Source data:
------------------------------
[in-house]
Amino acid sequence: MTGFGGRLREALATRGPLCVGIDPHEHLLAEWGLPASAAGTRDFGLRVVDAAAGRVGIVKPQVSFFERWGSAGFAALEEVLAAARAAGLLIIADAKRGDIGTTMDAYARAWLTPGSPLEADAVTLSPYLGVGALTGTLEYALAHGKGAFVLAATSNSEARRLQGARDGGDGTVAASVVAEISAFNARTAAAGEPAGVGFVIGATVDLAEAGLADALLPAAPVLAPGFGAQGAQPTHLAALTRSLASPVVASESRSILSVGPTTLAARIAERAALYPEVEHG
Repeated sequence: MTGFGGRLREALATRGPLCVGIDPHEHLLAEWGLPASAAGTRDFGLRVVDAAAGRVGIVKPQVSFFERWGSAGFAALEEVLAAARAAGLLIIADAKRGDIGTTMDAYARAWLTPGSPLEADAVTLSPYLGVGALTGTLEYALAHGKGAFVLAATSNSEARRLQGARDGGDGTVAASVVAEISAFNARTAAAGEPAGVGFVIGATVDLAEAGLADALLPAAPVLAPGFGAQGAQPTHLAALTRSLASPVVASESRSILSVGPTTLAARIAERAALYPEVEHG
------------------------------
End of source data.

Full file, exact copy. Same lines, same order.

[in-house]
Amino acid sequence: MTGFGGRLREALATRGPLCVGIDPHEHLLAEWGLPASAAGTRDFGLRVVDAAAGRVGIVKPQVSFFERWGSAGFAALEEVLAAARAAGLLIIADAKRGDIGTTMDAYARAWLTPGSPLEADAVTLSPYLGVGALTGTLEYALAHGKGAFVLAATSNSEARRLQGARDGGDGTVAASVVAEISAFNARTAAAGEPAGVGFVIGATVDLAEAGLADALLPAAPVLAPGFGAQGAQPTHLAALTRSLASPVVASESRSILSVGPTTLAARIAERAALYPEVEHG
Repeated sequence: MTGFGGRLREALATRGPLCVGIDPHEHLLAEWGLPASAAGTRDFGLRVVDAAAGRVGIVKPQVSFFERWGSAGFAALEEVLAAARAAGLLIIADAKRGDIGTTMDAYARAWLTPGSPLEADAVTLSPYLGVGALTGTLEYALAHGKGAFVLAATSNSEARRLQGARDGGDGTVAASVVAEISAFNARTAAAGEPAGVGFVIGATVDLAEAGLADALLPAAPVLAPGFGAQGAQPTHLAALTRSLASPVVASESRSILSVGPTTLAARIAERAALYPEVEHG